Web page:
The role of physical activity in combatting depression and anxiety is well documented, particularly when it comes to human physiology. Going out for a run can increase levels of serotonin, which regulates mental health. Physical activity releases natural-uplifting endorphins, reduces the stress hormone (cortisol), and stimulates norepinephrine, which improves mood. When children and teens get their exercise through organized sports, the benefits go beyond these chemical reactions. Here are three sometimes overlooked facets of youth sports programs that can go a long way in reducing anxiety and depression and promoting positive mental health.
They create a sense of community. Organized youth sports programs are not just about running sprints or shooting hoops. Properly structured programs can provide a safe, wholesome and nurturing environment for children and teens, instilling a sense of community where they feel supported and are engaged with adults who care about their mental and physical wellbeing. Youth sports teams should create community-building rituals, which can be game changing for young people struggling with stress at school or at home. Something as simple as circling up for a team “check in” before a game or practice eases the transition from the school day and provides a way to leave behind the day’s stressor and shift to a new and positive focus.
They foster authentic relationships and socialization. Organized sports may give children and teens an opportunity to socialize outside of their usual circles at school, in their neighborhood, and away from social media and screen time. As part of a team, young people have opportunities to forge meaningful bonds and relationships that can be more fulfilling than those built via texting and social media. If a child is having social difficulties at school, the positive social experiences of a team can be especially valuable in relieving social anxiety and lifting spirits. As anyone who has been part of a team can attest: off-the-field experiences, such as socializing over pizza after the game, can be just as important and memorable as the match itself.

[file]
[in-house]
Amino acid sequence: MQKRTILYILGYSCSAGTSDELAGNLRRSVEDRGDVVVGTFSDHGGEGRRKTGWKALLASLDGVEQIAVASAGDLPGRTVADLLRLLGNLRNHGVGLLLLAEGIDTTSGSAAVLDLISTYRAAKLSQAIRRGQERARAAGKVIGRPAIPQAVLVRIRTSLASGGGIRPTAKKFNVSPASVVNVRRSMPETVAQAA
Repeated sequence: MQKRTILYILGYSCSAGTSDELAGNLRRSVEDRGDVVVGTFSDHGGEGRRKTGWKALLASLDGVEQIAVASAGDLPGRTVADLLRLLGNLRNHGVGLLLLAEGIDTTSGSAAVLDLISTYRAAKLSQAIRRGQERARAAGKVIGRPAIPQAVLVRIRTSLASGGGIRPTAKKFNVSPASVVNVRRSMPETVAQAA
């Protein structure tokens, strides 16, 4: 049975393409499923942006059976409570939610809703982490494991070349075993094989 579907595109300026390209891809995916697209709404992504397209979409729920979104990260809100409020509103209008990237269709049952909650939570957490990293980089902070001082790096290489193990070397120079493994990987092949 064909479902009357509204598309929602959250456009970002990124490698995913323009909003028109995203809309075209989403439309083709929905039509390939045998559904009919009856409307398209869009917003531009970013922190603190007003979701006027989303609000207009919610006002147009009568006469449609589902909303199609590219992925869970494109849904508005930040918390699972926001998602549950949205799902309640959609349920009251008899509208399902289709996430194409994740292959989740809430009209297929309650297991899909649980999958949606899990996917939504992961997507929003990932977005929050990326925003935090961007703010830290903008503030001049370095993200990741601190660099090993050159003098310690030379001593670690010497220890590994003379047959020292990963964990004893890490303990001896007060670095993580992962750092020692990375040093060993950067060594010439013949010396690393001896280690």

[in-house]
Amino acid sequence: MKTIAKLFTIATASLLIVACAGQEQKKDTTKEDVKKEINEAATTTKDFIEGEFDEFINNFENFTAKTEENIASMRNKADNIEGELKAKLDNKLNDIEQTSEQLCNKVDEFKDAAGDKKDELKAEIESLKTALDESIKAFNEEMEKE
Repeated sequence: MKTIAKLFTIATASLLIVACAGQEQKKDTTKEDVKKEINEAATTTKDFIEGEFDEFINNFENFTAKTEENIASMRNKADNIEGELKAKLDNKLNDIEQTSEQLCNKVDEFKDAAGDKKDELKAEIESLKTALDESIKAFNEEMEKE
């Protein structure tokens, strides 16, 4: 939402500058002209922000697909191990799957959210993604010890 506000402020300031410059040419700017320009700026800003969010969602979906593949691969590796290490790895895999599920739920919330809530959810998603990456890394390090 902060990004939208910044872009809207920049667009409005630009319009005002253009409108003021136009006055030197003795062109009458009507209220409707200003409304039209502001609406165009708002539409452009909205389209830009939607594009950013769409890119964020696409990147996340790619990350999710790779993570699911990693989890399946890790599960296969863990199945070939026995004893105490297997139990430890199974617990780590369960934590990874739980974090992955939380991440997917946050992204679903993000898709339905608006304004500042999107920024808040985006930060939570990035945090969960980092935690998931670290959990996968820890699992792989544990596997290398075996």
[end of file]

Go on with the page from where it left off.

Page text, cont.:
They build resilience. Sports are like life. Athletic competitions and practices are full of ups and downs, wins and losses. They are also a safe place where young people can make mistakes, experience the “failure” of a botched play or missed pitch, and persevere. In the process, they build resilience, which is critical to bounce back from life’s disappointments and adversities. Building resilience is key to maintaining mental health and can serve young players well for their entire lives.
When children head out to the field for organized sports, they are not just promoting physical fitness and “letting off steam.” They are laying the groundwork for lifelong fitness habits, amassing experiences that can alleviate and protect against anxiety and depression and keep both bodies and minds healthier.
That’s a win for everyone.
 Newport Academy
Cristiane Carraffa Chiacchio is Head of Personal Accident at AIG Accident & Health Specialty markets, a leading provider of customized Accident & Health solutions for youth sports teams and a proud sponsor of USA Football.
For information about the accident & health insurance solutions the AIG companies offer for amateur sports organizations, recreational organizations, and educational institutions, visit aig.com/us/accident.